MSU Beavers practice teamwork on and off the court
First year head coach Matt Murken believes there is more to being a college basketball player than just making baskets.
Along with the privilege of putting on the Beavers' uniform each week, comes a responsibility.
So, among the hours of lifting, practicing and school work, the Minot State men's basketball team gives back to the Minot community.
"That's part of what comes with being a student-athlete," Murken said. "You are generally going to be a little more recognizable than the average student and part of the responsibility is how you carry yourself away from the court and the classroom. You have to make good choices. We are fortunate enough to have the opportunity to play a game we enjoy, but I feel you need to use that platform to give back to the community."
Murken has certainly backed up those words since taking over the men's basketball program in July. While Minot State Athletics has always played a significant role in Minot and in northwest North Dakota, this year's men's basketball team has been diligent. Minot State has taken on projects on campus with Homecoming 2012, the back-to-school barbeque and youth basketball camps and off campus with flood clean-up projects at the Roosevelt Park Zoo, Kiwanis Pancake Breakfast and an anti-bullying campaign at local schools.
The men's team even helped out with Christmas light decorations around town this holiday season.
"Man, it was cold for the Christmas lights," joked senior guard Anthony Enriquez. "But doing things like that comes with being an athlete. We did projects at my junior college in Washington, but I think we have done a lot more here, especially because of the flood. Cleaning up those homes hit pretty hard. It was amazing to see the damage water can do and to think those were people's houses, people's homes."
Enriquez believes scheduling the community service pieces into his daily grind of classes, practices, weights and travel has taught him another lesson outside the classroom.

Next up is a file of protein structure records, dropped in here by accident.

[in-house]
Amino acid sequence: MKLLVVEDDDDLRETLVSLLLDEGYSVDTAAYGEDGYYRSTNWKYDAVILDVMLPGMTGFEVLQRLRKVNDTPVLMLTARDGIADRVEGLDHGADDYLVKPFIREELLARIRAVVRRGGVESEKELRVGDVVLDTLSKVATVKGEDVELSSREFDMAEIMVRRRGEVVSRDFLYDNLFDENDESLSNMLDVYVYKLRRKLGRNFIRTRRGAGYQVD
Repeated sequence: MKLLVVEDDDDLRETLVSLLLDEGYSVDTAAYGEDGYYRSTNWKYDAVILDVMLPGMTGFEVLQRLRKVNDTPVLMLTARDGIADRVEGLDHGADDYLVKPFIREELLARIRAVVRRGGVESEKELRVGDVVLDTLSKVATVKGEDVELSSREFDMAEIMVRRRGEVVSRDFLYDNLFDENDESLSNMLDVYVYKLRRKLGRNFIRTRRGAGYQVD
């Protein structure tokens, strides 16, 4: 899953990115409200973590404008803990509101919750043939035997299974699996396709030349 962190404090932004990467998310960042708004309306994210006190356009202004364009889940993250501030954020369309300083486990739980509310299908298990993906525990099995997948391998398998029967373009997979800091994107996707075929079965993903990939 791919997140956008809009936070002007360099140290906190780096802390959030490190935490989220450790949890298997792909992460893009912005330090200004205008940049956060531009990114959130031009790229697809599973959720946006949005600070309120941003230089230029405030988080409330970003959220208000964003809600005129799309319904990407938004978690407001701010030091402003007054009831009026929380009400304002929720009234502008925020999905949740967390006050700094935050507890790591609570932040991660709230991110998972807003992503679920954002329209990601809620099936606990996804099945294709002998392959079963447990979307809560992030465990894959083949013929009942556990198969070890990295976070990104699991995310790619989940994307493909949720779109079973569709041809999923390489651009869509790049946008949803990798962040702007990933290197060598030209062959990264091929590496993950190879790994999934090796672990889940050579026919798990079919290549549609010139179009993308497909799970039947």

"Time management is difficult, but you learn to get better with it," he said. "The biggest thing for me is to get my homework done early; I try to get it done first."
The time management aspect was difficult at first for freshman guard Dan Yale as well.
"I had no idea how many community projects we would be involved with before I got here," he said. "It's quite a bit of time, but it's a lot of fun too. It's very important for us to be able to give back. We want to show we care about our community and if people see that we are good kids off the court, which will create interest our team on the court."
The major flood the area experienced had given the team multiple opportunities to help out and the Zoo project has been one of the favorites of the team.
"We went out to the zoo a couple times," Yale said. "It was a lot of fun working to get it back and to be able to interact with the animals at the zoo. Chris East had an interesting time with - I think a bobcat - that was pretty funny. That was a good project for us."
Both Enriquez and Yale prefer the engagement projects to the manual labor assignments, but feel getting out to the community either way is important.
"I really like working with the kids, like at the camps and talking at the schools," Yale said. "That is really important for me."
"I am kind of a people person," Enriquez added. "The manual labor is there, but I like talking to people. Coming from Washington, I didn't know much about Minot; it was a big change for me. But now I feel like it's a second home and it is a really good change. I feel like I kind of know the place now and a lot of that has to do with getting out to these projects and getting to know the people."
For a first-year head coach, getting to the community has been important for Murken as well as his team.
"We know to be successful, we have to have as many people be familiar with us as possible," he said. "We want to make some new friends if we can and show that we have more to offer than to just play basketball. Our guys enjoy these projects, and, yeah, it takes time, but it's also fun to be around people in the community."
The team will not have as much time during the season as Minot State plays double headers from now to early March, but will continue to be available for as much as they can be.
"We want to get more involved in the local schools," Murken said. "We are gone a bit now from Thursday-Sunday, so it slows down, but we want people to call me and ask about projects. We are always looking for opportunities to give back."